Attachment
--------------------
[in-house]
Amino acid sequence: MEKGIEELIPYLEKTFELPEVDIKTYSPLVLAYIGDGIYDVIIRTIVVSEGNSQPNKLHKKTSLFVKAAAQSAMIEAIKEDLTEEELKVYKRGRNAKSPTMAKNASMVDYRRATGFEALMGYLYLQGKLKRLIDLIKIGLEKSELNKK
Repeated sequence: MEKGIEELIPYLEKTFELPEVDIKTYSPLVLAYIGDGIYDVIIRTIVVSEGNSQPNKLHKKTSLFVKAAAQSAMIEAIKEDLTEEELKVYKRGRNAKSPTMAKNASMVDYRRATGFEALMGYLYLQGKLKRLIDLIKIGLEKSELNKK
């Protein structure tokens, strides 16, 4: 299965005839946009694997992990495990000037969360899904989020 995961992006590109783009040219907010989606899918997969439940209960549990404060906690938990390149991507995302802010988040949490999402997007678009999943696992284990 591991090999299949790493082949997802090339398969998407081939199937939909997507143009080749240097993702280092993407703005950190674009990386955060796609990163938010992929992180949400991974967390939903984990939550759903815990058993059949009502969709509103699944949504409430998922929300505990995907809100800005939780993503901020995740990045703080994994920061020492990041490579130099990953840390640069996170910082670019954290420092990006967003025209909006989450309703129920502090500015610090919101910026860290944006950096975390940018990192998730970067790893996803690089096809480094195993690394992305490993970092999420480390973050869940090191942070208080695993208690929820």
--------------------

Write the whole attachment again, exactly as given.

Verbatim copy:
[in-house]
Amino acid sequence: MEKGIEELIPYLEKTFELPEVDIKTYSPLVLAYIGDGIYDVIIRTIVVSEGNSQPNKLHKKTSLFVKAAAQSAMIEAIKEDLTEEELKVYKRGRNAKSPTMAKNASMVDYRRATGFEALMGYLYLQGKLKRLIDLIKIGLEKSELNKK
Repeated sequence: MEKGIEELIPYLEKTFELPEVDIKTYSPLVLAYIGDGIYDVIIRTIVVSEGNSQPNKLHKKTSLFVKAAAQSAMIEAIKEDLTEEELKVYKRGRNAKSPTMAKNASMVDYRRATGFEALMGYLYLQGKLKRLIDLIKIGLEKSELNKK
């Protein structure tokens, strides 16, 4: 299965005839946009694997992990495990000037969360899904989020 995961992006590109783009040219907010989606899918997969439940209960549990404060906690938990390149991507995302802010988040949490999402997007678009999943696992284990 591991090999299949790493082949997802090339398969998407081939199937939909997507143009080749240097993702280092993407703005950190674009990386955060796609990163938010992929992180949400991974967390939903984990939550759903815990058993059949009502969709509103699944949504409430998922929300505990995907809100800005939780993503901020995740990045703080994994920061020492990041490579130099990953840390640069996170910082670019954290420092990006967003025209909006989450309703129920502090500015610090919101910026860290944006950096975390940018990192998730970067790893996803690089096809480094195993690394992305490993970092999420480390973050869940090191942070208080695993208690929820």